More than 50,000 Android users must delete this malicious new app immediately


Google’s Play Store is constantly under attack from increasingly resourceful villains, and despite the search giant’s efforts to protect Android users worldwide from all manner of threats to their most sensitive information, another malicious app has reportedly made it through lately, Chaos to prepare.

What is the app and how concerned should you be?

Posing as an innocent and helpful “battery saver and phone booster,” Fast Cleaner garnered over 50,000 installs before Google finally realized the app’s true intentions. Thanks to an age-old tactic that injected a brand new banking Trojan into the Android devices of unsuspecting users across the old continent to steal login credentials and intercept text messages and notifications, without anyone ever noticing anything fishy.

The good news is that Xenomorph was apparently uncovered in the “childhood” phase of its development, meaning some of its malevolent abilities weren’t really operational when ThreatFabric ran its analysis. In other words, this is probably a slightly less dangerous trojan than the previously mentioned “alien” or the widespread “joker” that has been been in circulation in various iterations for several years.
The bad news is that the features could be activated and expanded at any time, both on devices currently running the Fast Cleaner app and via other harmless looking apps that have either not yet been released or discovered.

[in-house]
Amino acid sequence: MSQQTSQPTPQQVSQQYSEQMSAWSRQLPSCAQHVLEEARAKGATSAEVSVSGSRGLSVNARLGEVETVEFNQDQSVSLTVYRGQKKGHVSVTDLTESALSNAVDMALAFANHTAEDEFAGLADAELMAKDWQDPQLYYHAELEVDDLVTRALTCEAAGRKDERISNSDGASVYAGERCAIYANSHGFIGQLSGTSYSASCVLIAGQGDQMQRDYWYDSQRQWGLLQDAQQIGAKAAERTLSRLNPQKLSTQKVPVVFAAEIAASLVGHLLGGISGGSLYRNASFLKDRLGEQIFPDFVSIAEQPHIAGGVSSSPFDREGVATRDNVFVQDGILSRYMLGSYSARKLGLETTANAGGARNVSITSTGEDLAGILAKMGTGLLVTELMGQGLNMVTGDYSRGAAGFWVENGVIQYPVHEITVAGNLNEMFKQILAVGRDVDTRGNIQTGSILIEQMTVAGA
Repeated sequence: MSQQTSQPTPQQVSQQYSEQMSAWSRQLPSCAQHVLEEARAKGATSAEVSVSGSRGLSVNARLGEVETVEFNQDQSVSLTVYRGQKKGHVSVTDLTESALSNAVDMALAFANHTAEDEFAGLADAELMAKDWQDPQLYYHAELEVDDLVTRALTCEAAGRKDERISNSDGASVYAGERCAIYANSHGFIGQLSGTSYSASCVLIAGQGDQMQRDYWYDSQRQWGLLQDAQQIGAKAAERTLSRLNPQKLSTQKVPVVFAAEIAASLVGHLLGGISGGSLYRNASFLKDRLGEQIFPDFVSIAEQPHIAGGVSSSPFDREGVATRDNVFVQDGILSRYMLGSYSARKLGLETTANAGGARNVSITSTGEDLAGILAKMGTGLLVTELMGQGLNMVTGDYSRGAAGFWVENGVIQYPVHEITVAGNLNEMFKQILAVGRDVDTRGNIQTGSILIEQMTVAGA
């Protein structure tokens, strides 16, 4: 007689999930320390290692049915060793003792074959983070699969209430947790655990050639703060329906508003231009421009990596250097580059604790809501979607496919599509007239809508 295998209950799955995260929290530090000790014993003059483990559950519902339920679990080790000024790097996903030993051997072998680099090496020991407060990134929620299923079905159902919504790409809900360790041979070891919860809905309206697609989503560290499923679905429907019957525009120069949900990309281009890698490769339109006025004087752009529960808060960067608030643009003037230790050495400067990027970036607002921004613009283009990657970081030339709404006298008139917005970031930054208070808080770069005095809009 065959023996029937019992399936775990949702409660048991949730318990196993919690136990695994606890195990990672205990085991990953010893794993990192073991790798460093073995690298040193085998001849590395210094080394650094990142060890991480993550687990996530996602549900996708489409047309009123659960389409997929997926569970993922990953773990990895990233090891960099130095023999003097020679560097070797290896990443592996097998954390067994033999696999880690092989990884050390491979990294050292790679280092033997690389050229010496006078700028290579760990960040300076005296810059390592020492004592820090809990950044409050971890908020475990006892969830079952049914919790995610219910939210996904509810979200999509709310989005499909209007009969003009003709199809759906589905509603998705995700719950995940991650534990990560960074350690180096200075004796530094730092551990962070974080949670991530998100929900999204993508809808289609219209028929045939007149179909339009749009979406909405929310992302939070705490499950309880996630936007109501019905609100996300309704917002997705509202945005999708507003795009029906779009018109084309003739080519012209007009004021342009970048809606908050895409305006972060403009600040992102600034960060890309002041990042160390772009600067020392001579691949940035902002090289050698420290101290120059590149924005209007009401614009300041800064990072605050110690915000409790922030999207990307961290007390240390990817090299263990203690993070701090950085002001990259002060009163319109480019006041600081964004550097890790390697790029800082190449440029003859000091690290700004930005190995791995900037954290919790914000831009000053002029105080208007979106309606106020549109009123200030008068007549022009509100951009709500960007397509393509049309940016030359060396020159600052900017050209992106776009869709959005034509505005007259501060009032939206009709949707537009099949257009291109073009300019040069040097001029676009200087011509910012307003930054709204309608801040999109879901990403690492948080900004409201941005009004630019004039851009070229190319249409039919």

What can you do to avoid danger?

Obviously, the first thing to do is to uninstall Fast Cleaner right away if you made the mistake of trusting its “battery saver” and performance boosting intentions from the start.

To be absolutely clear, the malicious app analyzed by ThreatFabric was allegedly created by “ilzeeva4”, which is probably not a real developer anyway, and you can no longer find it in the Play Store.

Unfortunately, simply deleting the app might not be enough to get rid of the threat as sneaky lines of code might be left behind to continue gathering financial data. A good extra security measure would be to contact your bank or simply check your bank statements for unauthorized transactions and, perhaps more importantly, change your passwords, PIN numbers, etc. frequently.

Two-factor authentication with a second device, like a spare phone or a computer, is a great way to protect your money in general, and as for malicious Android apps, remember to always check user reviews and little-known ones avoid titles and developers that promise you features and functionality that seem too good to be true.

This time, the specific targets for credential theft included a total of 56 different banks from Europe (and a number of additional cryptocurrency wallets and services), but the next threat could well be global, so sticking with it is important Be safe and follow our advice wherever you live and whatever Android device you use.

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